The process of boring holes may be viewed as an inversion of that of turning; generally the work remains at rest, and the tool is revolved and advanced. Many of the boring and drilling tools have angular points, which serve alike for the removal of the material, and the guidance of the instrument; others have blunt guides of various kinds for directing them, whilst the cutting is performed by the end of the tool.

Commencing as usual with the tools for wood, the brad-awl fig. 450, may be noticed as the most simple of its kind; it is a cylindrical wire with a chisel edge, which rather displaces than removes the material; it is sometimes sharpened with three facets as a triangular prism. The awl, fig. 451, used by the wire-workers, is less disposed to split the wood; it is square and sharp on all four edges, and tapers off very gradually until near the point, where the sides meet rather more abruptly.

The generality of the boring instruments used in carpentry are tinted, like reeds split in two parts, to give room for the shavings, and they are sharpened in various ways as shown by figures 452 to 456. Fig. 452 is known as the shell, and also as the gouge-bit, or quill-bit, it is sharpened at the end like a gouge, and when revolved it shears the fibres around the margin of the hole, and removes the wood almost as a solid core. The shell-bits are in very general use, and when made very small, they are used for boring the holes in some brushes.

Fig. 453, the spoon-bit, is generally bent up at the end to make a taper point, terminating on the diametrical line; it acts something after the manner of a common point drill, except that it possesses the keen edge suitable for wood. The spoon-bit is in very common use, the coopers' dowel-bit, and the table-bit, for making die holes for the wooden joints of tables, are of this kind; occasionally the end is bent in a semicircular form, such are called duck-nose-bits from the resemblance, and also brush-bits from their use; the diameter of the hole continues undiminished for a greater depth than with the pointed spoon-bit.

Boring Tools Section I Boring Bits For Wood 20057

The nose-bit, fig. 454, called also the slit-nose-bit, and auger-bit, is slit up a small distance near the center, and the larger piece of the end is then bent up nearly at right angles to the shaft, so as to act like a paring chisel; and the corner of the reed, near the nose also cuts slightly. The form of the nose-bit, which is very nearly a diminutive of the shell-auger, fig. 455, is better seen in the latter instrument, in which the transverse cutter lies still more nearly at right angles, and is distinctly curved on the edge instead of radial. The augers are sometimes made three inches diameter, and upwards, and with long removable shanks, for the purpose of boring wooden pump-barrels, they are then called pump-bits.

There is some little uncertainty of the nose-bits entering exactly at any required spot, unless a small commencement is previously made with another instrument, as a spoon-bit, a gouge, a brad-awl, a center-punch or some other tool; with augers a preparatory hole is invariably made, either with a gouge, or with a center-bit exactly of the size of the auger. When the nose-bits are used for making the holes in sash bars, for the wooden pins or dowels, the bit is made exactly parallel, and it has a square brass socket which fits the bit; so that the work and socket being fixed in their respective situations, the am de-principle is perfectly applied. A "guide tube" built up as a tripod which the workman steadies with his foot, has been recently applied by Mr. Charles May, of Ipswich, for boring the anger holes in railway sleepers exactly perpcmlienlar.* The gimlet fig, 456 is also a fluted tool, hut it terminates in a sharp worm or screw .beginning as a point and extending to the full diameter of the tool, which is drawn by the screw into the wood. The principal part of the cutting is done by the angular cornerr intermediate between the worm and shell, which acts much like the Niger, the gimlet is worked until the shell is full of wood, when it is unwound and withdrawn to empty it.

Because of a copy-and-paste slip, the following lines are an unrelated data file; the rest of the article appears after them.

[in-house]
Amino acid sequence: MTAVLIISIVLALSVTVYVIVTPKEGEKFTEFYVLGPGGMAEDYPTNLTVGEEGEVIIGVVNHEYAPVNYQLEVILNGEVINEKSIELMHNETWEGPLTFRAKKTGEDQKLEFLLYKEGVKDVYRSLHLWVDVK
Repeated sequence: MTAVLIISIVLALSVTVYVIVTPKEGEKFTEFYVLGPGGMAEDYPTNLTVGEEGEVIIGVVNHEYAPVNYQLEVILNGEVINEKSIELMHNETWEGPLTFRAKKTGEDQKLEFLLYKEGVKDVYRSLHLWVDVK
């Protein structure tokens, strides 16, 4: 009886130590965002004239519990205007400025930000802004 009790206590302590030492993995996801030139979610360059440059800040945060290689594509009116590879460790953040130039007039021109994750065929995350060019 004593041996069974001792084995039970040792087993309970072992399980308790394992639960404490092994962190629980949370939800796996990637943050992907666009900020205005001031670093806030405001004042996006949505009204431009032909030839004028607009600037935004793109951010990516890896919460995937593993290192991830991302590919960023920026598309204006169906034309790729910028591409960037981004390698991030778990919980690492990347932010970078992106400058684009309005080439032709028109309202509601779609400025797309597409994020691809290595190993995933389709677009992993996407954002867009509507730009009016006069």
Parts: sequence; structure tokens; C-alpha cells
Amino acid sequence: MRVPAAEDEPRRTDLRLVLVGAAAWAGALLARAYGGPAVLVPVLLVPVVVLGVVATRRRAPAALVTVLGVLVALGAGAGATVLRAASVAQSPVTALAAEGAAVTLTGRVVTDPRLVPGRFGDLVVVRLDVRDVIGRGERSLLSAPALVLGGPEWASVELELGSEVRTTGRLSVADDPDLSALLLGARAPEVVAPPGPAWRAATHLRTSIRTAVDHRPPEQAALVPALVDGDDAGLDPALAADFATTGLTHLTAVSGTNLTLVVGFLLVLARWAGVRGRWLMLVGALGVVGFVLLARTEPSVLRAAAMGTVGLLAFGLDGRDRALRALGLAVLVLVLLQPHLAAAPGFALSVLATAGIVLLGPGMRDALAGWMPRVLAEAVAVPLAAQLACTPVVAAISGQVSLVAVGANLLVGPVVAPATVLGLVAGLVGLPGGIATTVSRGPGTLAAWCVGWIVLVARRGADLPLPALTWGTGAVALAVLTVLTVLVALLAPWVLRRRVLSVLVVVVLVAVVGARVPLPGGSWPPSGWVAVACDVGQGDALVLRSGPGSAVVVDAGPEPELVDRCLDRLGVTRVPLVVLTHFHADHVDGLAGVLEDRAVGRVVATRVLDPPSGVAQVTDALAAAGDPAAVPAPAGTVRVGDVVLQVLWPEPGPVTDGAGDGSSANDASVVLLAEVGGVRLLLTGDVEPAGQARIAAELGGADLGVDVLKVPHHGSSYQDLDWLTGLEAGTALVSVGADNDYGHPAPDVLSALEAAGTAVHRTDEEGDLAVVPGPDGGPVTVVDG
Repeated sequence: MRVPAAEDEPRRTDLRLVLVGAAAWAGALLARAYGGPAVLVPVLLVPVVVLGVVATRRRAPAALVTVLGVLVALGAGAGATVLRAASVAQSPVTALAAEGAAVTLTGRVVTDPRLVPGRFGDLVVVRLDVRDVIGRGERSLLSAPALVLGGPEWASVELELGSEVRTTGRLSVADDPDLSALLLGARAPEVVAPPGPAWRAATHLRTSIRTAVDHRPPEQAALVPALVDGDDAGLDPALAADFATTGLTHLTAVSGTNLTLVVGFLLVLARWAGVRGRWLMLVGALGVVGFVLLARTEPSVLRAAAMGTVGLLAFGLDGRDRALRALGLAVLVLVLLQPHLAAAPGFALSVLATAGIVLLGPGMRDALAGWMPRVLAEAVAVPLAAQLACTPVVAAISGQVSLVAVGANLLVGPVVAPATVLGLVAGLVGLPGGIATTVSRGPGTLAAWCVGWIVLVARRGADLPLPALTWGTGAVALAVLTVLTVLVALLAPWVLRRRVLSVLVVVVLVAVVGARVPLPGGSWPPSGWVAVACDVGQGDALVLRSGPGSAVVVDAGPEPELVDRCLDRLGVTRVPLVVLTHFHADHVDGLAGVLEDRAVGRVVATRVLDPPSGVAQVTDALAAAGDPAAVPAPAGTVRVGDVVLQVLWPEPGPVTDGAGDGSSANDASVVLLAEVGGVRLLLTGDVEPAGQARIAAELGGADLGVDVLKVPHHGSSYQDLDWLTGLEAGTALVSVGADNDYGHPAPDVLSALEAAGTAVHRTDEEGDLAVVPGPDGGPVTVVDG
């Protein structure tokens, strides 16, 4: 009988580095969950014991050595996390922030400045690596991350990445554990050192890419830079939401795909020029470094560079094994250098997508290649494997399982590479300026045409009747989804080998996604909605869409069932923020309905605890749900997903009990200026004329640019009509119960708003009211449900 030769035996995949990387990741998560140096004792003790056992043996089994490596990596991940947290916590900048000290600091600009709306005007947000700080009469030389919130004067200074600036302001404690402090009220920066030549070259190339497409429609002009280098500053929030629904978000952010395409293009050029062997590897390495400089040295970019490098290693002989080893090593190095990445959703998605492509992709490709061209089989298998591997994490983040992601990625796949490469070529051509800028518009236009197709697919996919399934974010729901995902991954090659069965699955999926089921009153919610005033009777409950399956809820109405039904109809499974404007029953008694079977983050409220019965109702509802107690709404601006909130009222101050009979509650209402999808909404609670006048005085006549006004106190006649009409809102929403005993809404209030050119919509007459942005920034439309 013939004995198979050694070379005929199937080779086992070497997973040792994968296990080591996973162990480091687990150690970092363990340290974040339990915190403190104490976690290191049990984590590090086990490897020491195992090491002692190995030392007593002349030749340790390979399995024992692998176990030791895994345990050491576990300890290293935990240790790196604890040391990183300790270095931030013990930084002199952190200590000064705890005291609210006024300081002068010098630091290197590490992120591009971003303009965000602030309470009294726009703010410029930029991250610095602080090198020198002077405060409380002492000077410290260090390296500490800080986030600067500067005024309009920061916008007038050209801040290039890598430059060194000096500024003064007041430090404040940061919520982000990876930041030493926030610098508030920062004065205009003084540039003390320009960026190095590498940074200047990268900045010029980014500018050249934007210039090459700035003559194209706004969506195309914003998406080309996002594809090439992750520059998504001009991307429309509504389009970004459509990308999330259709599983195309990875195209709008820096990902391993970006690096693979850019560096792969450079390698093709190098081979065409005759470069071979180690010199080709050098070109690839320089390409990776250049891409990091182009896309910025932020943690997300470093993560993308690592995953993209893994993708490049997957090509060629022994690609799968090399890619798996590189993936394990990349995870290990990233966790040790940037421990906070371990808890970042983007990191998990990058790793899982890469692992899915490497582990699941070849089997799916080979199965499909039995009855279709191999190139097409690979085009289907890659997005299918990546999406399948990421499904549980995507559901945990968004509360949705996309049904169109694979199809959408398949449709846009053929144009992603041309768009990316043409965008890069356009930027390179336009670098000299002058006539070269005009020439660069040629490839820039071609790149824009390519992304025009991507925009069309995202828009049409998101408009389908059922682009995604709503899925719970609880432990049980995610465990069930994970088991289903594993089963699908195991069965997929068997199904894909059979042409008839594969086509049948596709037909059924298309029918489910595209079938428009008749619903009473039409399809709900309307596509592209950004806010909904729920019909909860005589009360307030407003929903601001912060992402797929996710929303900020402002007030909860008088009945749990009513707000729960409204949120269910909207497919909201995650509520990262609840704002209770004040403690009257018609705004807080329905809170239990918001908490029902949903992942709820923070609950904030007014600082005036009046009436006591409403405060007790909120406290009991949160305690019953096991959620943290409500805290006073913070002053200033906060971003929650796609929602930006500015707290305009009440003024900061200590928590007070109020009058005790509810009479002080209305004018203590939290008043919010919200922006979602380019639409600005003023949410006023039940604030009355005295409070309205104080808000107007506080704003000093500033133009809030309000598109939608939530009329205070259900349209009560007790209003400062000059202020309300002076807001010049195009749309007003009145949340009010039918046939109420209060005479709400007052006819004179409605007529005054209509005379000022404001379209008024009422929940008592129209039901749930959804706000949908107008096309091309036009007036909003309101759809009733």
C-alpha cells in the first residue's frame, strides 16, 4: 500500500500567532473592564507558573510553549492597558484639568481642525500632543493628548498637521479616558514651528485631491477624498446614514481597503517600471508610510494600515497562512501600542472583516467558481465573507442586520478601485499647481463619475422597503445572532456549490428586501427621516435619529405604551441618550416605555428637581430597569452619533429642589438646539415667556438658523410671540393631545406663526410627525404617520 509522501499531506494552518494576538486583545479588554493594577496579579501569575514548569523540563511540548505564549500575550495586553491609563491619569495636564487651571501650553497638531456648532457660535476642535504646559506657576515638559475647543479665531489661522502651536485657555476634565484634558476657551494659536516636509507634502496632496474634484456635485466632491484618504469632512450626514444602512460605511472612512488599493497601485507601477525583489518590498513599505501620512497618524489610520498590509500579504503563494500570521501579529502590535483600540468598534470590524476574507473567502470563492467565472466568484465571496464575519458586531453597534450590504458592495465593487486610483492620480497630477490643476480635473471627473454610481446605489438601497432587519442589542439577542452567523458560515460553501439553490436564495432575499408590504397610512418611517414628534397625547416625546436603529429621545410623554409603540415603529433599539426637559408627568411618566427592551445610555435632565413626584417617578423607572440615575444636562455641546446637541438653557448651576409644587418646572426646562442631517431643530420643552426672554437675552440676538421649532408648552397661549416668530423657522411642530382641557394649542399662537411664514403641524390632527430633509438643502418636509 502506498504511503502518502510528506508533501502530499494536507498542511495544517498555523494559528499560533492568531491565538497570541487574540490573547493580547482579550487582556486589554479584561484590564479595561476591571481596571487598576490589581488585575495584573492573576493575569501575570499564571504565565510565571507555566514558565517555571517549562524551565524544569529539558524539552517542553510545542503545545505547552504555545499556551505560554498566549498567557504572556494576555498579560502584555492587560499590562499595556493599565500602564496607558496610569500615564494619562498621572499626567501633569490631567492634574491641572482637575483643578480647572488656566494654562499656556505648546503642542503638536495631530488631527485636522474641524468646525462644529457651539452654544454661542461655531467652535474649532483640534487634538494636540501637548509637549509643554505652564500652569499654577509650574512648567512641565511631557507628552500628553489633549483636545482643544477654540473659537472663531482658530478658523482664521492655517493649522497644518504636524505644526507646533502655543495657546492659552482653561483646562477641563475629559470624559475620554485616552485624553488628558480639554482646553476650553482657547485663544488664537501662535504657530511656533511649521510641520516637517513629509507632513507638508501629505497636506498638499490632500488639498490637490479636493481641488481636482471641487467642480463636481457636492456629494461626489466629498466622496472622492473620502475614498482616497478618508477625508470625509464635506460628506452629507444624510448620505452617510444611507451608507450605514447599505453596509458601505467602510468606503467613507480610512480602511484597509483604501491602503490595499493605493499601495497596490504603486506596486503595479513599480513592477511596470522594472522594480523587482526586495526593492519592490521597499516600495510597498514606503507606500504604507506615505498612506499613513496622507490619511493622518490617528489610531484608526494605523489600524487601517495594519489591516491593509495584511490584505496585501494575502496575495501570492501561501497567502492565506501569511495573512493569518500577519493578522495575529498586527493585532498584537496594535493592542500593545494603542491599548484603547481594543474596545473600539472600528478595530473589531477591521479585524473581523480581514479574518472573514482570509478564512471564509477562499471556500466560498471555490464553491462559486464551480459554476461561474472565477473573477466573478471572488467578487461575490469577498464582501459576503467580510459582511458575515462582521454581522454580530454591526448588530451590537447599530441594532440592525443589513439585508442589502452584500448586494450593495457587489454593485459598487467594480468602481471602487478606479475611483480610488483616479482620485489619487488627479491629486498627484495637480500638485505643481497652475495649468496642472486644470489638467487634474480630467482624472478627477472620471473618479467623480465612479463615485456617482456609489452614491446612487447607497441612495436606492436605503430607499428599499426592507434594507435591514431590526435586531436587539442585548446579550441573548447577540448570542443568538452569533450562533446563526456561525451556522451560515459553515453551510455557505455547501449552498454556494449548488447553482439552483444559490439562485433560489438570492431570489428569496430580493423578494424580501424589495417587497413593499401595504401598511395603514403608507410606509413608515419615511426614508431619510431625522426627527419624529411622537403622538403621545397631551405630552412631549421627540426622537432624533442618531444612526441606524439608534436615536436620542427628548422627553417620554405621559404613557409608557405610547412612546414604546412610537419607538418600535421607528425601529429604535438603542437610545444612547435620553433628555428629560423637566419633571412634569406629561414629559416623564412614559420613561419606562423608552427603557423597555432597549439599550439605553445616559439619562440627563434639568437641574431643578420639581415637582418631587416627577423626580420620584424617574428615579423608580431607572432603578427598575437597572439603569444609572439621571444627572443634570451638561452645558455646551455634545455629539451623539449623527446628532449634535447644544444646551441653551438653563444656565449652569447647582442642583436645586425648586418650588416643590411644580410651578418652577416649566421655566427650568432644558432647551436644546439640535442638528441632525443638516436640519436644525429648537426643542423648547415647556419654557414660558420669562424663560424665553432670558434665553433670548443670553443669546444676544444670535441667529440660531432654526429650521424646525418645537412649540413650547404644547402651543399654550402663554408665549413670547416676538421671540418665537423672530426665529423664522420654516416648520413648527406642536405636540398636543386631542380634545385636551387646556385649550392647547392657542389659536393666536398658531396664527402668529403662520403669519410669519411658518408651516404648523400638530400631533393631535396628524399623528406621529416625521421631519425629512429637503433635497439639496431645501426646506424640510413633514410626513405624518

The center-bit, fig. 457, shown in three views, is a very beautiful instrument, it consists of three parts, a center point or pin, tiled triangularly, which serves as a guide for position; a thin shearing point or nicker, that cuts through the fibres like the point of a knife; and a broad chisel edge or culler, placed obliquely to pare up the wood within the circle marked out by the point. The cutter should have both a little less radius and less length than the nicker, upon the keen edge of which last the correct action of the tool principally depends.

Many variations are made from the ordinary center-bit, fig. 457; sometimes the center-point is enlarged into a stout cylindrical plug, so that it may exactly till a hole previously made, and cut out a cylindrical countersink around the same, as for the head of a screw bolt. This tool, known as the plug center-hit, is much used in making frames and furniture, held together by screw-bolts. Similar tools but with loose cutters inserted in a diametrical mor- tise, in a stout shaft, an also used in ship-building for inlaying the heads of bolts and washers, in the timbers and planting.

The wine-cooper's center-bit is very short, and is enlarged behind into a cone, so that immediately a full cask has been bored, the cone plugs up the hole until the tap is inserted. The center-bit deprived of its chisel-edge, or possessing only the pin and nicker, is called:a button-tool, it is used for boring and cutting out at one process, the little leather disks or buttons, which serve as nuts for the screwed wires in the mechanism connected with the keys of the organ and piano-forte.

Boring Tools Section I Boring Bits For Wood 20058

• See Minutes of Conversation Inst. Civil Engineers. 1842, page 76.